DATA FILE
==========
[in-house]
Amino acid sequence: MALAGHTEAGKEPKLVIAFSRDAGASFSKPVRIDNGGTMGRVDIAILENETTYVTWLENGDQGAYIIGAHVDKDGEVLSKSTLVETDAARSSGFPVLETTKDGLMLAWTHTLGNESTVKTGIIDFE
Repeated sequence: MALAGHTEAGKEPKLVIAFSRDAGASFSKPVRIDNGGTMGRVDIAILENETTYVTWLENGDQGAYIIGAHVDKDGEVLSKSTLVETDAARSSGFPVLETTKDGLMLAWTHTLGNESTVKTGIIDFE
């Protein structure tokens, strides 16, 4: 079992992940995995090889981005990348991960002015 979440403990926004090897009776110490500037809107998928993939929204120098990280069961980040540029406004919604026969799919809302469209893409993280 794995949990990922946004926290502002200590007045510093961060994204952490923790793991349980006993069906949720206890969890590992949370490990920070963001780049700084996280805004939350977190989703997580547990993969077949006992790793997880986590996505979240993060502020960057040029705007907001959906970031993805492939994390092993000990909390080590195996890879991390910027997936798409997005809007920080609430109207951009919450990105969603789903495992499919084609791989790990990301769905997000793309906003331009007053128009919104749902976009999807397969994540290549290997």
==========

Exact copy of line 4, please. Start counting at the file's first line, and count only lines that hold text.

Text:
């Protein structure tokens, strides 16, 4: 079992992940995995090889981005990348991960002015 979440403990926004090897009776110490500037809107998928993939929204120098990280069961980040540029406004919604026969799919809302469209893409993280 794995949990990922946004926290502002200590007045510093961060994204952490923790793991349980006993069906949720206890969890590992949370490990920070963001780049700084996280805004939350977190989703997580547990993969077949006992790793997880986590996505979240993060502020960057040029705007907001959906970031993805492939994390092993000990909390080590195996890879991390910027997936798409997005809007920080609430109207951009919450990105969603789903495992499919084609791989790990990301769905997000793309906003331009007053128009919104749902976009999807397969994540290549290997």